In another example, a client blamed herself for her husband’s abusiveness. She told herself that if she were a better woman and a lovable person, then she would not provoke him to hit her and she would do everything right. The reality? She is not responsible for his behavior, no human is perfect, and abusers choose to abuse, no matter the circumstance.

Whether your experience involves abuse or other trauma, the courage in healing is about acknowledging and releasing the faulty imprint born out of pain, discerning what is real and what isn’t, and reconnecting with the truth that you are worthy and lovable and human.

Yes, this process can be frightening because courage does contain an element of risk–the risk of letting go of the identity you accepted and lived up to. It’s a risk worth taking because the payoff is no longer seeing or treating yourself as damaged and defective. 

Courage Within You

To evoke your innate courage to heal, SPeLL it.


eek help

Asking for help is strength, not weakness. Speaking with a professional psychotherapist or a supportive friend who understands the power of listening can enable you to make peace with your past and strengthen your coping skills for life challenges going forward. If you could heal alone–without guidance, support, or resources, then you would already be healed.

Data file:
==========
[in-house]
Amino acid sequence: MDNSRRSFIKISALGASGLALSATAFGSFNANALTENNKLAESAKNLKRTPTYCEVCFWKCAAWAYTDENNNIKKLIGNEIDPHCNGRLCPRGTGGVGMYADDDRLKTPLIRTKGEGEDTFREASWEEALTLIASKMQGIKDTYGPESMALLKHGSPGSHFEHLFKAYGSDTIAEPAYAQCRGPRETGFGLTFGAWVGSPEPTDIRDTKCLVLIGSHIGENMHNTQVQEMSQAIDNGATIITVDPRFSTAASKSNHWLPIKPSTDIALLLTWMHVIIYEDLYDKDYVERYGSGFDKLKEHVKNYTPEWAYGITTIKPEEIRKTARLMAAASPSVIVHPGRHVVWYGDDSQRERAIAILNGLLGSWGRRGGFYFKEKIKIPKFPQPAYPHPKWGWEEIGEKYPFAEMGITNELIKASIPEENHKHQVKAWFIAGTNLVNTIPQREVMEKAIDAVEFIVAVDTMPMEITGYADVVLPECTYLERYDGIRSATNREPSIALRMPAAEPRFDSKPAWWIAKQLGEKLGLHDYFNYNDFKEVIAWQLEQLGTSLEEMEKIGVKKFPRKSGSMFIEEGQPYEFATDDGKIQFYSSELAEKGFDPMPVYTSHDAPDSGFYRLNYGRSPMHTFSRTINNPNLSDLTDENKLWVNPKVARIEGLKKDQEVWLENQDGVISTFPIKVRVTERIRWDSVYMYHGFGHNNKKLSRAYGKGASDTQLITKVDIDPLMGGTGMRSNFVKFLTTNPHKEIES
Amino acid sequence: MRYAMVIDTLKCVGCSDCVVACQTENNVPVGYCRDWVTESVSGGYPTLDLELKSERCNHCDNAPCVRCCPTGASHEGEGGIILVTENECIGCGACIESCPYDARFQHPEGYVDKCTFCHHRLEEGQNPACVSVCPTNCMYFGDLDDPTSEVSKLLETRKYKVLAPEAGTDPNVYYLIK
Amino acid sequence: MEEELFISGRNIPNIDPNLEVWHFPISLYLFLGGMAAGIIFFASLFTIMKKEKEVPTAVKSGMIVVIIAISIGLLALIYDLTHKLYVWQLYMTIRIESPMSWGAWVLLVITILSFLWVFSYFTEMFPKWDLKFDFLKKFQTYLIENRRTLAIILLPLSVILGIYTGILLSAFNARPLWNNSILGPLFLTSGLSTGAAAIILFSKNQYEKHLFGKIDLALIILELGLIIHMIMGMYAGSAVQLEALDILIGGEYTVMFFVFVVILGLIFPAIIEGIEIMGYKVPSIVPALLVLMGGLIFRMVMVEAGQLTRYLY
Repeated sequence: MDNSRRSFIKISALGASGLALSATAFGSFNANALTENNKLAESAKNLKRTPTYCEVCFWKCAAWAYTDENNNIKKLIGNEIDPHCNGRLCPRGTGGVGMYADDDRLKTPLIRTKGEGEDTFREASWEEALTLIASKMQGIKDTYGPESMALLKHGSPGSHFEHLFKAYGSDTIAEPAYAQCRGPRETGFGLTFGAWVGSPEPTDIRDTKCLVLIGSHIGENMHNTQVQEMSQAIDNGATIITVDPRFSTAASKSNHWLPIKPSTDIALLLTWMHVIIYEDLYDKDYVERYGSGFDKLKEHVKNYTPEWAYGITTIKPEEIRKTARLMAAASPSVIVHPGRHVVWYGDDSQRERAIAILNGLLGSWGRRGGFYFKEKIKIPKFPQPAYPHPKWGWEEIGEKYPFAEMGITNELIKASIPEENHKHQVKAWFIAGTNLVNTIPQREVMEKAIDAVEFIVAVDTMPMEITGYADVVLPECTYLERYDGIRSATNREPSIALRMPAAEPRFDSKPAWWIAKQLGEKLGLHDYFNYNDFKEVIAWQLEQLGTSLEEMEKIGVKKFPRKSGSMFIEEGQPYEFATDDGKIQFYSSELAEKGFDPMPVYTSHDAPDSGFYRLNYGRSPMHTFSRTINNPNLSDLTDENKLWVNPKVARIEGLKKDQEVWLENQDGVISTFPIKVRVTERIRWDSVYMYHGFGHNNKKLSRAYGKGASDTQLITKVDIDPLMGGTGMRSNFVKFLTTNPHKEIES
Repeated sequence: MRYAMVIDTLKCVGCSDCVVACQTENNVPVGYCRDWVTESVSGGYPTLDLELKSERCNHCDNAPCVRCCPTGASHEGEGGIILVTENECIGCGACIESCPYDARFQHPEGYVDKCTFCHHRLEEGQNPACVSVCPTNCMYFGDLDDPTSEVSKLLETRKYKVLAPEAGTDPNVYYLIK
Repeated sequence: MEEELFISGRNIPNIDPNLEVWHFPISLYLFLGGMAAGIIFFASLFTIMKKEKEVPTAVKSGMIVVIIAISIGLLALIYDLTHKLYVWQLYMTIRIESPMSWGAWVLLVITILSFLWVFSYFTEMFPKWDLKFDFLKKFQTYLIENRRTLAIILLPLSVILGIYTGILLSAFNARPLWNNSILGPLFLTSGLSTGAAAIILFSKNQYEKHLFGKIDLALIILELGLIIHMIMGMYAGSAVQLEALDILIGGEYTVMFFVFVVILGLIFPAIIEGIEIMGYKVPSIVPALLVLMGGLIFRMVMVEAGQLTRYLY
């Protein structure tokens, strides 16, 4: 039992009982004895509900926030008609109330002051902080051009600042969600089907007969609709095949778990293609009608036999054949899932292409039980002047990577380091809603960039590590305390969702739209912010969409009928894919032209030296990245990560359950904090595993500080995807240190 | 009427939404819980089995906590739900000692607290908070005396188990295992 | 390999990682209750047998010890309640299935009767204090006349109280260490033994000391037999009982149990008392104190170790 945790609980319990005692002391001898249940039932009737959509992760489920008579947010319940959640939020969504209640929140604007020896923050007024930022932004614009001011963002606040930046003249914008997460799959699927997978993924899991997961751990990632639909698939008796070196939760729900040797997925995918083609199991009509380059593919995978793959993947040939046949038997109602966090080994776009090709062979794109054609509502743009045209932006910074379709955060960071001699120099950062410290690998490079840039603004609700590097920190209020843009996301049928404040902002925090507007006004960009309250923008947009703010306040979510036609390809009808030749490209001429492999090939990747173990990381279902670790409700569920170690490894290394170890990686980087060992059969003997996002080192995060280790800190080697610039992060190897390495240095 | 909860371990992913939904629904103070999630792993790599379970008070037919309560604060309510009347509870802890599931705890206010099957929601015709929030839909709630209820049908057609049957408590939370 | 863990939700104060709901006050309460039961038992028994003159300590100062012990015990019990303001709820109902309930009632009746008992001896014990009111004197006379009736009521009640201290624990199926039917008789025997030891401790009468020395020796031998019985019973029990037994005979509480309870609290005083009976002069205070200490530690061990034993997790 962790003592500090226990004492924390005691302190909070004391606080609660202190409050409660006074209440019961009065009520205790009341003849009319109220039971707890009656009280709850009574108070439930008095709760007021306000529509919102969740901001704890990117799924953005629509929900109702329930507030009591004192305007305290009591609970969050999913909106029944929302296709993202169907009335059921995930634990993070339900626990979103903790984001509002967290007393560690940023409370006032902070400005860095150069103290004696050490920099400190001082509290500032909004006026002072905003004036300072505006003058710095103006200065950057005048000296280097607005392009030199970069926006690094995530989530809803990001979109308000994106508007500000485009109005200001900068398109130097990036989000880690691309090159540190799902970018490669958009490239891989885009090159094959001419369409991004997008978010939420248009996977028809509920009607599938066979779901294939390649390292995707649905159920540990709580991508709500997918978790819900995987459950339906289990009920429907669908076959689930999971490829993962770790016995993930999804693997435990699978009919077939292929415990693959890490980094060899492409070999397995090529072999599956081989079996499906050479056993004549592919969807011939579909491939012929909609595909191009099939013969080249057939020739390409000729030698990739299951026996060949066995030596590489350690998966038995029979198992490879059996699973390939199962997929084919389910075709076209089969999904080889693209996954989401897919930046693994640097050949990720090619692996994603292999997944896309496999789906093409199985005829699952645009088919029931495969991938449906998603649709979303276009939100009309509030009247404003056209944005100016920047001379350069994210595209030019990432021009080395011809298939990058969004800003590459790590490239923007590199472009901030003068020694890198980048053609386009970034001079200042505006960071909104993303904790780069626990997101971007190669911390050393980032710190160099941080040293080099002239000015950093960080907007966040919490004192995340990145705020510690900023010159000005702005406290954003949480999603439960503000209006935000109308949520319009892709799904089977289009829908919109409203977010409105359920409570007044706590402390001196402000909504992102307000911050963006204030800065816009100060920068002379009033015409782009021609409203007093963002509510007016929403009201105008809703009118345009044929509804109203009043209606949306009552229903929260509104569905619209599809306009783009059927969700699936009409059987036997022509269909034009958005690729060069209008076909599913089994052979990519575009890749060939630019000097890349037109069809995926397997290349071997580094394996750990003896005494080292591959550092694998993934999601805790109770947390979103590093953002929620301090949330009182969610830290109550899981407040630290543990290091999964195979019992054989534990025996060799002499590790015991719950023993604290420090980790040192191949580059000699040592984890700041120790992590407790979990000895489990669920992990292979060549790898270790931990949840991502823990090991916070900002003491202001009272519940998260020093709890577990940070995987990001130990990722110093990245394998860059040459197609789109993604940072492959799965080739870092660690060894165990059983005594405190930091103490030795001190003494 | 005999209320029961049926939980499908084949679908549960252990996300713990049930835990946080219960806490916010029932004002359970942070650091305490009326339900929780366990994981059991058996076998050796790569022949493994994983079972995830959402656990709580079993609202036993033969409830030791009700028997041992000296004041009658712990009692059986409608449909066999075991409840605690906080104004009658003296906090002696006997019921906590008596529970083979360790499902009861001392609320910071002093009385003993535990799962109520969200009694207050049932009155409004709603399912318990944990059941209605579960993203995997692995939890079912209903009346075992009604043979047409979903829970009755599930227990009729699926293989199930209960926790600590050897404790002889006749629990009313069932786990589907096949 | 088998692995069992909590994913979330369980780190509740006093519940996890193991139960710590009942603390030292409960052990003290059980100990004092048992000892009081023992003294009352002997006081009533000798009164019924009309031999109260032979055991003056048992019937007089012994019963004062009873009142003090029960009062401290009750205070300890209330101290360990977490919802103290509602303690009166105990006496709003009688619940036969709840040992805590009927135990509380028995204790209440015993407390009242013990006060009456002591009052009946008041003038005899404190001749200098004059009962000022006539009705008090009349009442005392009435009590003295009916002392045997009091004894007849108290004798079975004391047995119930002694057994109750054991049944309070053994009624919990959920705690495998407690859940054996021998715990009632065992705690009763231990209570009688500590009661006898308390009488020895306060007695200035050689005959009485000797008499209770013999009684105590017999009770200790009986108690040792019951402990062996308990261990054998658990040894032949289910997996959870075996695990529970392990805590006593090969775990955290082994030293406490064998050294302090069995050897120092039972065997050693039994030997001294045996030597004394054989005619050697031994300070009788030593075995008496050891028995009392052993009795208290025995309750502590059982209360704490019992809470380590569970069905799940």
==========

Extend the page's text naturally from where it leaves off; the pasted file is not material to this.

Start where you are, not where you should be. Many people so want to be there now and choose to ignore the steps required in the here and now to get there. Attune to your life as it exists in this moment, identify the healthy changes you want to make (how you want your life to be), then take the first step.

Start wherever you are. Acknowledging that I was stuck with writing this blog grounded me in the present moment and opened me up to let the writing flow begin.


earn in Action

Anxiety demands perfection and pressures you to know exactly how to and guarantee success. So much pressure to do the impossible! Being human requires learning on the job. Experience is the teacher. While we can gather as much information as possible to get started, we can’t know everything upfront nor control the outcome. What we can do is learn as we go, adjusting to strategies that work and letting go of those that don’t. Learning is in the doing.


ight Bulb

Aha moments bring non-judgmental understanding that resonates deeply within. These light bulbs also include clarity about you, your personal truth and worth, and can lead you to the next step. Aha’s occur when you are open to perspectives that belie the imprint, are present, and allow yourself to learn. Seeking help, being present, and learning in the doing help you learn to be you.

glen alex, living in total health, wellth counseling, the glen alex show, indie book award winner, excellence book award winner, positive change podcast award winner, clinical social worker

You can heal. Seek help, be Present, Learn in the doing, and be aware of Light bulbs to arouse your courage to heal because healing is the right thing to do. So be afraid and do it anyway.